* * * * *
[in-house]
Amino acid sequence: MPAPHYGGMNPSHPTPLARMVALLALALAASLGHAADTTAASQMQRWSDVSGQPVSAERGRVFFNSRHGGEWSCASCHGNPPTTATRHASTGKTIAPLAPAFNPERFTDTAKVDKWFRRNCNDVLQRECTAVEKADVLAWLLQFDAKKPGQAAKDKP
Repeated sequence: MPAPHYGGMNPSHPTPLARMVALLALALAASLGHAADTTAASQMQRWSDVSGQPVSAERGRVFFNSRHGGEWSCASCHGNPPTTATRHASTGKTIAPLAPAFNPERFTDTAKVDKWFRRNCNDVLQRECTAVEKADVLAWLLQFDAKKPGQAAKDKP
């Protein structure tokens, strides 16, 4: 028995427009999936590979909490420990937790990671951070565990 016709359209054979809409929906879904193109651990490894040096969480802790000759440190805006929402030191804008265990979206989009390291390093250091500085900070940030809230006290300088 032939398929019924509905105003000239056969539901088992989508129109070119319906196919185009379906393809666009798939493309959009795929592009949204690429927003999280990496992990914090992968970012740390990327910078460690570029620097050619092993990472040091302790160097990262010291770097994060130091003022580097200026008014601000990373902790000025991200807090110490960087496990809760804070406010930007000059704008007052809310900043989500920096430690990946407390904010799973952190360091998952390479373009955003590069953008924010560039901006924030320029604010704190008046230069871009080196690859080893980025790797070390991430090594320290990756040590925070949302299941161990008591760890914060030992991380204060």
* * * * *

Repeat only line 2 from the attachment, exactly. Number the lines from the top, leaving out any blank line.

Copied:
Amino acid sequence: MPAPHYGGMNPSHPTPLARMVALLALALAASLGHAADTTAASQMQRWSDVSGQPVSAERGRVFFNSRHGGEWSCASCHGNPPTTATRHASTGKTIAPLAPAFNPERFTDTAKVDKWFRRNCNDVLQRECTAVEKADVLAWLLQFDAKKPGQAAKDKP